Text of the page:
Telegram spots legal ‘lifeline’ precedent in SEC securities case

Messaging app Telegram has raised a recent court ruling in the United States as a potential lifeline in a legal case brought by the U.S. Securities and Exchange Commission (SEC), which could help the firm argue it had not violated federal securities laws.

In a submission before a U.S. court dated March 6, Telegram said a recent case undermined the arguments supporting the SEC’s injunction, which prevents the firm from issuing any further tokens for investment.

Telegram is being sued by the U.S. regulator over its $1.7 billion ICO for its Telegram Open Network, which saw the wholesale issue of its proprietary tokens in 2018.

Despite submitting a Notice of Exempt Offering of Securities with the SEC, which Telegram argues provides an opt-out on the basis of offering only to accredited investors, the SEC nevertheless began investigating the firm over whether its tokens would allow investors to resell to public investors.

The regulator alleges that the structure of the ICO incentivizes the secondary market, which it says makes the offer illegal. As a result, the regulator issued a temporary order halting the offer, to prevent further tokens from being issued.

Highlighting a recent case involving a non-crypto firm, Siry Investment, Telegram says a March 3 ruling supports its position against the SEC, pointing to similar language in a contested partnership agreement within that case:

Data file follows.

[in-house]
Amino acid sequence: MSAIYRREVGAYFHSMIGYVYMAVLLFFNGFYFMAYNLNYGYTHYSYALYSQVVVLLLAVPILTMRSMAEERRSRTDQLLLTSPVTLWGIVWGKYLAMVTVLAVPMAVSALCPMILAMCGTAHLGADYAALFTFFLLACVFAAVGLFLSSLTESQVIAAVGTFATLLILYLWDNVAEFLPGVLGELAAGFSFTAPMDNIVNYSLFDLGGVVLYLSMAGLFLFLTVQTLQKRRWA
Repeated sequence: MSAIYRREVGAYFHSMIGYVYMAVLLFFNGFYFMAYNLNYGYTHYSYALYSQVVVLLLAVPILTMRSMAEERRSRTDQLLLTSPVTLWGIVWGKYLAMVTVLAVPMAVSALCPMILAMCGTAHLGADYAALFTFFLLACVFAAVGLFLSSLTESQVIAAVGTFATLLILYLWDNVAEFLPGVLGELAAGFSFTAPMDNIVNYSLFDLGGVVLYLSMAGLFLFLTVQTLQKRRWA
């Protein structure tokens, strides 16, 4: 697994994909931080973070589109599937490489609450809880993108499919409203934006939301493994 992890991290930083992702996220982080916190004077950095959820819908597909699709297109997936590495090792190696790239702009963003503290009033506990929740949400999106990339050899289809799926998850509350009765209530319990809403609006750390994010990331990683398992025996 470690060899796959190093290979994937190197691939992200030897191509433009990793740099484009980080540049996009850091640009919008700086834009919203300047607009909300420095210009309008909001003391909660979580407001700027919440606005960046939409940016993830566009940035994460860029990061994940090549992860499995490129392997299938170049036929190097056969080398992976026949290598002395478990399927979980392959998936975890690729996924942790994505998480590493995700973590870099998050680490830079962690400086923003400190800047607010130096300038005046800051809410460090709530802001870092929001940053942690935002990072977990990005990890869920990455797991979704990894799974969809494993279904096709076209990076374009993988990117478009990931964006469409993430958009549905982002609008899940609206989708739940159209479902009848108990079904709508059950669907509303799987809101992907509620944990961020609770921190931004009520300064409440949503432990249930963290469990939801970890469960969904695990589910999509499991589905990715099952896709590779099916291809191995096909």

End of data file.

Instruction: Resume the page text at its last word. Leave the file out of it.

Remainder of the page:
“As in Siry, these [Gram] provisions demonstrate that the economic reality of the private placement was not to distribute securities to the public in violation of the U.S. securities laws.

“The purchase agreements contained express provisions reflecting that (i) performance of the purchase agreement may not ‘violate any judgment, statute, rule or regulation applicable to it’ or ‘contravene any law, regulation or regulatory policy applicable to the purchase; and (ii) each purchaser warranted that it can only sell Grams ‘in accordance with applicable securities laws and the terms of this purchase agreement.’”

The SEC has dismissed the arguments and distinguished the precedent from the case at hand. In a letter dated March 9, the SEC said the argument “continues Defendants’ erroneous and ultimately fatal reliance on labels over substance,” and is one of a series of “persistent attempts to obscure the actual economic reality and terms of the transactions at issue in this case by pointing to legalese statements.”

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